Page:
App translation or software localization is not without its challenges. This guide will address the most common localization pain points that come with any process of taking your software global. More importantly, it intends to give you a clear direction on what to do in each case. Off we go!
Which Internationalization Library to Employ?
Inevitably, the software localization process is tricky, a challenge to get right, with lots of mistakes to be made. We have a variety of tools, libraries, and formats to choose from and each consists of useful solutions for specific problem areas.
Ultimately, we have to narrow our decisions to some technical choices. Each programming language domain has different strengths, and some tools work irrespective of a specific language. However, some industry-strength solutions have withstood the test of time. For example:
- gettext – a well-integrated set of tools and documentation for internationalization and localization,
- i18next – a complete-solution web application from mobile and desktop.
Nevertheless, over recent years, there have emerged SaaS platforms, such as Phrase, that work closely with overall business needs to provide a better solution in terms of integration and support.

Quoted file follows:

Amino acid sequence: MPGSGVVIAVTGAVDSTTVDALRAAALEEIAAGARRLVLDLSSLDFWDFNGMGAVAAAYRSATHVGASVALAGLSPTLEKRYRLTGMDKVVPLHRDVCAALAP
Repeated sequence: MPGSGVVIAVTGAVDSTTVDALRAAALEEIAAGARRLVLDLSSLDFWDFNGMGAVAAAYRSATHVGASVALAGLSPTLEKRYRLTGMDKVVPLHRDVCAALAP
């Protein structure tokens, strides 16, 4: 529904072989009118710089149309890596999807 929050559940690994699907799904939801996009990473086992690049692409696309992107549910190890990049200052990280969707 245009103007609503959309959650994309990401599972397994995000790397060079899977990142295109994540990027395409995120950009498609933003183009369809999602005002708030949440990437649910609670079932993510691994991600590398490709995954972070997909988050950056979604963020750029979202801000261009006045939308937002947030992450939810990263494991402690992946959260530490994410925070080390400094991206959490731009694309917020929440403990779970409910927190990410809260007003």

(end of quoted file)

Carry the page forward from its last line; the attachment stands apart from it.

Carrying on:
Your requirements should include stability, reliability, convenience, and how directly it addresses each problem area. It is important to select the ideal technological choice to avoid any pains experienced by utilizing a tool that is not designed for the job.
Which Message Format to Use?
There are various formats to store translation messages. They include xml(XLIFF), JSON, PO/MO, CSV, and much more, each with different layouts and variants. Such a plethora of choices also is a major pain point. Which one should you be using? If you go for a library that uses a custom format, the chances it will integrate with other tools is minimal.
You can ease this pain by always choosing well-integrated message formats or figuring out a way to convert from one type to another. Everything has a tradeoff. In the future, you may need to migrate those messages in a different format so it’s best if you have that capability now.
For example, using Gettext PO files has good support and it can be easily parsed. Phrase understands a variety of formats and platforms. Nonetheless, choosing the right format at the very outset can have great consequences in the long run.
How to Reuse Message Strings?
Reusing segments of text that have been used previously is crucial for accelerating parts of the localization management process. It can take a significant amount of time and money to properly translate content and you should be reusing it whenever possible.
It’s not ideal to keep them in a file or a document. This would be easy to manage in the beginning, but later on, these changes can be very hard to manage and track, especially in multiple languages.
Ideally, you should have a database that stores sentences and paragraphs of text that have been translated before. This should be presented in a searchable form easily associated with the right context.
This is accomplished with databases called Translation Memories or ™for that kind of work. If you haven’t heard of this term before you can read about their functionality in this article.